Students in the Sitka School District will continue to receive education on family life and sexual health, but parents will be allowed to excuse them from everything, including classes on sexual assault awareness and dating violence prevention.

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Erin Merryn (r.) testifying before the Alaska House on The Alaska Safe Children’s Act, introduced by Rep. Geran Tarr (l.) in 2014. The bill was nicknamed “Erin’s Law,” and requires sexual abuse awareness training in schools. Dating violence awareness is being folded into the bill by the current legislature, and those sections are being renamed “Bree’s Law.” (KTOO photo/Skip Gray)

The Sitka School Board Monday night (5-1-17) passed a policy (BP 5141.41) to bring the district into compliance with what is known as Bree’s Law, named for 20-year old Bree Moore, who was shot and killed by her boyfriend in Anchorage in 2014.

Bree’s Law requires school districts to provide staff and students with compulsory age-appropriate training in sexual abuse and dating violence awareness and prevention.

Board member Tom Conley — a retired pediatrician — fully supported protecting students, and raising awareness about sexual abuse, but he was bothered by a philosophical contradiction.

“Reproduction is a very complex and elegant form of knowledge. And it even permits you to be somewhat participatory in the creation of individuals. So it has a divine element. And what we’re saying is that it’s fine that you don’t take that course, but it’s mandatory that you take the pathology. It’s just insane.”

But the contradiction is more than philosophical — it’s concrete, and built right into the policies before the board on Monday. As required by statute, the Sitka District’s policy on sexual abuse awareness has an opt-out provision, and that was a problem for board member Jenn McNichol.

“So a parent or a family can opt out of the supposedly mandatory child abuse, sexual abuse, sexual assault, and dating violence awareness and prevention. And I would have concerns about families which perhaps have some not good things going on, that they can opt out, so that their child remains uninformed.”

The contradiction stems from another law — HB 156 — which was passed last year by the legislature, and introduced a number of measures intended to give parents more control over sexual health curriculum, and who can teach it. For instance, the law requires that parents must be notified two weeks ahead of time when schools plan to give instruction on sexual health and family life, and they have the right to inspect the curriculum and the credentials of the instructor — who either must be a certified teacher, or working under the direct supervision of one.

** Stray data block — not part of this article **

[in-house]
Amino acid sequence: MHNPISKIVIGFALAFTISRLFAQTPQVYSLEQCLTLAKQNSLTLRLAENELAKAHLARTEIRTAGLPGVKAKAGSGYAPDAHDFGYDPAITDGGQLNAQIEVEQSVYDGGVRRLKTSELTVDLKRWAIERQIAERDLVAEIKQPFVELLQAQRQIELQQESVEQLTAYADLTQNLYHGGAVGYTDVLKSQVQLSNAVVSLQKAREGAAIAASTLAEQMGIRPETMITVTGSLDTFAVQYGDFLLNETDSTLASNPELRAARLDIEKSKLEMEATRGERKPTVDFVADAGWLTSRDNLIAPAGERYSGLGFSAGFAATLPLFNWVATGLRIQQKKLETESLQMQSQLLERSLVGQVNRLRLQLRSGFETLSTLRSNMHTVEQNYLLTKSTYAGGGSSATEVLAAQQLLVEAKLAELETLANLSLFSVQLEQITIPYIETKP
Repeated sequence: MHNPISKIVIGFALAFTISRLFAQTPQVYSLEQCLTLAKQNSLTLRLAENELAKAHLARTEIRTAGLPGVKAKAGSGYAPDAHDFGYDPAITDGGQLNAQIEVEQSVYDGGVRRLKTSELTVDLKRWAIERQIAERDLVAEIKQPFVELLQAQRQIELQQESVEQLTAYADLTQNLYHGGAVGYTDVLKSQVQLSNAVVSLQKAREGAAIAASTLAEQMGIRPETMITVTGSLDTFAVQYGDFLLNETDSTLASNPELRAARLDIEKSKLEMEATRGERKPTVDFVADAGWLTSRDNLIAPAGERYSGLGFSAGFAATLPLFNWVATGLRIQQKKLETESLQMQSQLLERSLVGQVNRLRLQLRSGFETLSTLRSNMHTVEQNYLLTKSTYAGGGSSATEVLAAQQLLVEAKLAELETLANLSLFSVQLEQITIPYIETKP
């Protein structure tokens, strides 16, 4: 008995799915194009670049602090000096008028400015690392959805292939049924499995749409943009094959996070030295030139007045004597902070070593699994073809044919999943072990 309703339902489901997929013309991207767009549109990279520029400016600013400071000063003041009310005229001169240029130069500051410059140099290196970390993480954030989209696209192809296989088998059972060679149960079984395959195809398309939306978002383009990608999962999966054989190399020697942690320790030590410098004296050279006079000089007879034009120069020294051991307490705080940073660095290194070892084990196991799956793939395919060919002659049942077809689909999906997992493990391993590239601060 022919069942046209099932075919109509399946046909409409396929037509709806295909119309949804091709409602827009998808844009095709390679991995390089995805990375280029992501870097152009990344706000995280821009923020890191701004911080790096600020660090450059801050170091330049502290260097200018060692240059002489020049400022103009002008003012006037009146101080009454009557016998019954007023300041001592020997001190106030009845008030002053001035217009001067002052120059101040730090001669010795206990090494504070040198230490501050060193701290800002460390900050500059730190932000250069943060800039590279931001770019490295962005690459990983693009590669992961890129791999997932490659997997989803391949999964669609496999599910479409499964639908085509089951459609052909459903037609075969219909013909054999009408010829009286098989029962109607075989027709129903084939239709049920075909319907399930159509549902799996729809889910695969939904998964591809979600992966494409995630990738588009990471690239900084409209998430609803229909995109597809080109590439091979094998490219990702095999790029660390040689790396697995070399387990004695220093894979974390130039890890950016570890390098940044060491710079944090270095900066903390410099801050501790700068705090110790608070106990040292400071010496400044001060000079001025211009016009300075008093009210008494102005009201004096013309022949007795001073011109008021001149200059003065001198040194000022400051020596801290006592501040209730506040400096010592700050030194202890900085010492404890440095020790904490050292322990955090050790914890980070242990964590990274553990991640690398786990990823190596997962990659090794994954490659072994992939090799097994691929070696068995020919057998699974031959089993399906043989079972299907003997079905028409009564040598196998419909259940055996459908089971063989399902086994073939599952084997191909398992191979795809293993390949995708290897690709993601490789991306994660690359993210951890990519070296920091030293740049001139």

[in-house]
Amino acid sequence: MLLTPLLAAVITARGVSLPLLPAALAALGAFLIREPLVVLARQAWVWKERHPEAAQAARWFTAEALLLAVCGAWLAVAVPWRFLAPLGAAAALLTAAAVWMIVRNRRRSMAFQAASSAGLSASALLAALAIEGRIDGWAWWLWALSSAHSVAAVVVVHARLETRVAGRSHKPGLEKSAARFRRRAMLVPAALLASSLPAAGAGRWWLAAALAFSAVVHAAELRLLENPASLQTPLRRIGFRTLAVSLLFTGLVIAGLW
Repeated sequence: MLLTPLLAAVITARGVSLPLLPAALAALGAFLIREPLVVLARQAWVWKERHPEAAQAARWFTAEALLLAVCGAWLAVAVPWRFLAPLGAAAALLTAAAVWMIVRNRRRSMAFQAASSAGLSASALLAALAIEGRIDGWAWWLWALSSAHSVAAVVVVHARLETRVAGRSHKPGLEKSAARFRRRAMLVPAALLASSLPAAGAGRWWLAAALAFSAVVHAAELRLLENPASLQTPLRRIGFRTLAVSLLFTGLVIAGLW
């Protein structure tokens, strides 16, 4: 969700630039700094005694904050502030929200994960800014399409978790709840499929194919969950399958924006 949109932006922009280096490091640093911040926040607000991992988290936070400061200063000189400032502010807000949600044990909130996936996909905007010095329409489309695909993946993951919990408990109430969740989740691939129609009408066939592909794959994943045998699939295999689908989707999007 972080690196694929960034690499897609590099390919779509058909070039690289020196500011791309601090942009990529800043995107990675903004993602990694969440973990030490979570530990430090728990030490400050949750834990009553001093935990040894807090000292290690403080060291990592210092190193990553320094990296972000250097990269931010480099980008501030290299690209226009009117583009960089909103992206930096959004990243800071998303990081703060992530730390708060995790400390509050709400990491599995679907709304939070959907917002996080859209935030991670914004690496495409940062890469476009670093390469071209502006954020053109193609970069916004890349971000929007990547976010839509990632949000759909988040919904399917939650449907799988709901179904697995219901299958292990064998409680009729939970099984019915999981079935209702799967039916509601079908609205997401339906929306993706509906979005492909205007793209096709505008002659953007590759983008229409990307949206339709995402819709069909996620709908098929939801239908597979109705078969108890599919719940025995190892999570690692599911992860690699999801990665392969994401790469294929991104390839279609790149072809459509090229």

The policy (BP 6142.1) crafted by the Sitka School Board to comply with this statute follows the wording of the law closely, including the opt-out provision: “At the parent/guardian’s request, any student may be excused from any part of family life/sex education instruction, except for awareness and prevention training provided to students concerning sexual assault, sexual abuse, and dating violence and abuse.”

Oops. The policy drafted to comply with Bree’s Law says parents can excuse their kids from sex abuse awareness education; the policy on sexual health says they can’t.

Superintendent Mary Wegner told the board that other districts have encountered this same problem.

“When we tried to bring this point up with the legislators, we didn’t get anywhere.”

Rather than have contradictory policies on the books, the Sitka board’s solution was to give parents an opt-out across the entire spectrum of sex-related instruction in the district.

Jenn McNichol unhappily recommended changing the policy on sexual abuse awareness.

“And strike out the part ‘except for awareness and prevention training provided to students concerning sexual abuse, sexual assault, and dating violence and abuse’ — although philosophically, I heartily disagree with that.”

The policy was referred back to committee to remove the language contradictory to that in Bree’s Law.